National security framework legislation, Bill C-59, introduced in the summer of 2017 and passed into law two years later, completed the revolutionizing of Canadian national security review by creating two new entities — the National Security and Intelligence Review Agency (NSIRA) and the Office of the Intelligence Commissioner. The appointed intelligence commissioner would be a retired judge with oversight powers to determine the appropriateness (“reasonableness,” in judicial language) of ministerial decisions for actions by Canada’s two most powerful intelligence collection agencies, the Canadian Security Intelligence Service (CSIS) and the Communications Security Establishment (CSE). Of the two new entities, the NSIRA is the one destined for the spotlight; the intelligence commissioner role will largely be played behind the scenes.

The NSIRA absorbed two existing and siloed review bodies (SIRC for CSIS, and the Office of the CSE Commissioner for CSE) and added an extended power to review the national security and intelligence activities of any other government department or agency. It plans to expand from an inherited size of 33 staff to close to 100 personnel. Its annual budget will increase five-fold from SIRC days (rising to $24.1 million). It’s going to be more muscular than anything we have seen previously and should meet the usual criticism of review bodies — that they are minnows confronting whales.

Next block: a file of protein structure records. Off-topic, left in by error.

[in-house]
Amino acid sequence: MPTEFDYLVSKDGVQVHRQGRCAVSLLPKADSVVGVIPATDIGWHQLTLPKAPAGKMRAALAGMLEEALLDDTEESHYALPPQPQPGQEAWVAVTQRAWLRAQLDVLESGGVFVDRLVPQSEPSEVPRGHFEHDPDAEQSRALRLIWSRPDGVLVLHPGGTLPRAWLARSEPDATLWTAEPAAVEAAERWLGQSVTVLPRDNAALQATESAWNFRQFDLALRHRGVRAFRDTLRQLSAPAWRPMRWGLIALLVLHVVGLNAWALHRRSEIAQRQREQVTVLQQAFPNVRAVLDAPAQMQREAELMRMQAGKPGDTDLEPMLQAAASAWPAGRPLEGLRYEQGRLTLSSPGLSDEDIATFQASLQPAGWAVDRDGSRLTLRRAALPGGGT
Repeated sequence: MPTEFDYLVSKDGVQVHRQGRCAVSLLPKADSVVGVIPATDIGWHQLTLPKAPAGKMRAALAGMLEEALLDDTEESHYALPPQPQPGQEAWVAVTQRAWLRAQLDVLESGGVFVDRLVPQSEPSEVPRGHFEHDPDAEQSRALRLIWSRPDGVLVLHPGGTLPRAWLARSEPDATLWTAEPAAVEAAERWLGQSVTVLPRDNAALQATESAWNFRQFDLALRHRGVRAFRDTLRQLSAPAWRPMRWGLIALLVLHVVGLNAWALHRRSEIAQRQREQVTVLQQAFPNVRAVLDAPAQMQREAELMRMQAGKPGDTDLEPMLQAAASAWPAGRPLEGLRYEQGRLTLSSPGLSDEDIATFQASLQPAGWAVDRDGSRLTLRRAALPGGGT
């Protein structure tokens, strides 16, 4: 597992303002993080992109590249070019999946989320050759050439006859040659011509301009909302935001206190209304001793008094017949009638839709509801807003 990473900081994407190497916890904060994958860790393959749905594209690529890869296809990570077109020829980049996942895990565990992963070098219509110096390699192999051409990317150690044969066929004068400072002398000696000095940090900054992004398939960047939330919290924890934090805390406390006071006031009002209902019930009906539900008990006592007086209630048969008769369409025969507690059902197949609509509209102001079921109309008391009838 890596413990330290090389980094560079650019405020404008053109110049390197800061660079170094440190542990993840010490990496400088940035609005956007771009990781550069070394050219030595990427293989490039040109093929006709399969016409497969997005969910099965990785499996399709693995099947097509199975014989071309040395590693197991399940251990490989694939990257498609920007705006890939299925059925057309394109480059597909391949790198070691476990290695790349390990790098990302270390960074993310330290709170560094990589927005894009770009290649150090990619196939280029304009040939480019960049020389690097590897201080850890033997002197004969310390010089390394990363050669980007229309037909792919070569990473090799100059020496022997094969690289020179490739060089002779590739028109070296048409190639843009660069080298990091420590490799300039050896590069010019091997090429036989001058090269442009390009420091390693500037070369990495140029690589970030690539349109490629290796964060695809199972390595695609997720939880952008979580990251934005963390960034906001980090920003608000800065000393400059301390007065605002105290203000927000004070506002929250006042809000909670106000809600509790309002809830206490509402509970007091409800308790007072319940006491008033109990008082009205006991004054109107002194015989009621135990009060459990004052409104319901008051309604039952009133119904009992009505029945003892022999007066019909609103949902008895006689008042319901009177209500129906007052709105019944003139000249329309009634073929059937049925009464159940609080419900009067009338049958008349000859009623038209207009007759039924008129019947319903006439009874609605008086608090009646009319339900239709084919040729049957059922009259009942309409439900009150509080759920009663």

The NSIRA released its first-ever annual report in December 2020, covering the six-month period from its creation in July 2019 through to December 2019. Given the newness of NSIRA and the limited time frame for its first report, one might have expected it to be yawn-inducing — but it wasn’t. This initial report indicates very clearly that the NSIRA intends to make a decisive break from Canada’s record of national security review.

The NSIRA wants to make a difference in its reporting. To do that it needs to create a public awareness of its efforts, through outreach and stakeholder engagement, and to write reports that Canadians can actually read (as opposed to reading between the lines). The NSIRA cannot escape the noose of secrecy laws, but it is determined to pursue a “write to release” policy, which essentially means drafting reports in such a way that the text does not include classified information (or, if it must, it sweeps that information into endnotes where it can be hidden beneath the black ink of redactions). This approach should allow not only a more coherent and meaningful public narrative but also that NSIRA can release its reports more quickly.

New style is meant to be matched with new substance. The NSIRA promises to devote much more attention to the implications of technological developments for intelligence and security practices. In a global race to stay competitive, national security agencies often have to be early adopters of new technologies. Artificial intelligence applications, for example, are changing the foundations of intelligence work; they also have the potential to disrupt democratic rights and privacy protections. The NSIRA knows that staying abreast of technological change will be important. It is altering its talent pool in response.